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Crowdfunding and community

In this article, Siobhan Dunlop takes a look at crowdfunding and community open source sharing.
A wishing well in a garden

Digital technologies and social media have opened up new ways of helping others and supporting communities, giving money towards new ventures and products, and spreading awareness of causes. Crowdfunding websites such as Kickstarter and GoFundMe provide a framework for individuals and businesses to raise money for specific purposes.

Crowdfunding is asking for voluntary financial contribution over the internet for a specific goal or purpose. It is a form of crowdsourcing: putting out a call for others to voluntarily participate in an activity. The concept of crowdfunding has been going long before the internet – e.g. benefit events – but digital technologies have opened up the playing field. These online crowdfunding platforms mean that ordinary people, without technical knowledge or money, can ask for funds, and, similarly, anyone who can pay for something online can support a project or donate money to someone.

The rise in crowdfunding has seen different platforms aimed at different kinds of money raising. Kickstarter is a platform that has become synonymous with crowdsourcing funding for creative projects and business ideas, though other platforms like Indiegogo are trying to compete by emphasising innovation. On these platforms, the money is usually given in return for specific ‘rewards’, whether these be a named credit, a finished product, or an exclusive experience. Crowdfunded projects like this can vary from small artistic projects to large scale ventures seeking vast amounts of seed capital.

Another facet of crowdfunding is fundraising for specific people and causes. On sites like GoFundMe and YouCaring (which was acquired by GoFundMe), people can set up a fundraiser for themselves, someone else, or for a specific charitable cause they want to contribute towards. A major way these sites are used is to crowdfund for healthcare, particularly in countries where many procedures are not covered by health insurance or a health service.

Prosthetics is an area which has been revolutionised by digital developments and is a confluence of new technologies, open source development and crowdfunding. The ability to 3D-scan and model the recipient to inform the design of a prosthesis allows for greater personalisation than before, providing better fitting, more comfortable and more effective solutions. Developments in this area have been boosted by open source data – the free sharing of information enabling designers and researchers to pool their findings and draw on one another’s work. Social media has enabled people to connect researchers, designers, engineers and funders to support this.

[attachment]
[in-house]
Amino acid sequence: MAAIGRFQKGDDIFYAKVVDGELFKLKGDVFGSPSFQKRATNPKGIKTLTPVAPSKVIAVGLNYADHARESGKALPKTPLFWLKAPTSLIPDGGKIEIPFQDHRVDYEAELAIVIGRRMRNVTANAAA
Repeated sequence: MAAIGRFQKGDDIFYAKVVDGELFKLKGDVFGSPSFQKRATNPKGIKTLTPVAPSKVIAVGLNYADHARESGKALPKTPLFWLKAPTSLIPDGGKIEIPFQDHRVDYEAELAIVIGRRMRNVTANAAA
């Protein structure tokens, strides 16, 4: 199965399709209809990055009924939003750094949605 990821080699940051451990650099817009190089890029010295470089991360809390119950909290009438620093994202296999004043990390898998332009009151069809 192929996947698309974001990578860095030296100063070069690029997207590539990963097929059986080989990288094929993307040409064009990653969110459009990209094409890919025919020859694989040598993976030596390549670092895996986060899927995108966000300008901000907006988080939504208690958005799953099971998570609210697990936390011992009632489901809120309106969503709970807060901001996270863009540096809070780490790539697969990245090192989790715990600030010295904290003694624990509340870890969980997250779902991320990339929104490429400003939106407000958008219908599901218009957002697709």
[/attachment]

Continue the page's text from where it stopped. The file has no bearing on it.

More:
This convergence of technology, crowdsourcing and open source information is illustrated by Enabling the Future. This an open source project allowing designers to share their work but also for those in need of prosthetic limbs to work towards 3D printing and building their own, or being connected with those who can print and build one for them. The site invites donations from the public, seeking open funding, but also matches volunteers – medical staff, engineers, designers, those with 3D printers – with those in need of prosthetics. The development of 3D printing is enabling cheaper production of personalised medical technology, but as this article shows, whilst this shared information is driving down the cost, crowdfunding is still being used to access it.

The use of crowdfunding and crowdsourcing through 3D printing to meet medical shortfalls is not limited to prosthetics. In the current global crisis, institutions and individuals are stepping in to provide funds and sources to health care services and those working in frontline roles. In some cases, this is making use of expertise and facilities already in place – for example, technicians at the University of York have been bringing their experience to the problem by using the 3D printers to produce free face shields for local frontline workers. But it isn’t only the professionals but their skills to use. A west country based maker group in the UK have created the collective Hack the Pandemic and are 3D printing PPE to give for free to frontline workers.

Social media can be key to fundraising, particularly in a time of such limited social contact. Individuals may use social media communities or may target messages at celebrities to try and get them to help out, by sharing the campaign with their fans or more directly pledging money. Digital technology allows these campaigns to reach a much wider audience. In recent weeks a notable example from the UK is Captain Tom, the Second World War veteran Tom Moore walking 100 laps of his garden to raise money for the NHS. With an initial goal of £1000, his campaign was picked up by local news and social media, turning into one of the largest JustGiving campaigns and raising millions. His remarkable effort garnered more attention through social media, including fan art and celebrity support on Twitter and Instagram and messages of Royal support. Whether national institutions should rely on the efforts of individuals and voluntary supplies even in times of crisis has been an issue of considerable debate, but undoubtedly the success of these campaigns relies on digital technology, particularly on the power of social media to share messages and encourage donations.

Supporting a fundraising campaign, whether one that offers rewards or is a charitable donation, can also build a sense of community, a connection with others with a similar interest or cause. This community participation increases social belonging and the feeling of being part of making something happen.

© University of York (authors: Siobhan Dunlop & Alice Bennett)
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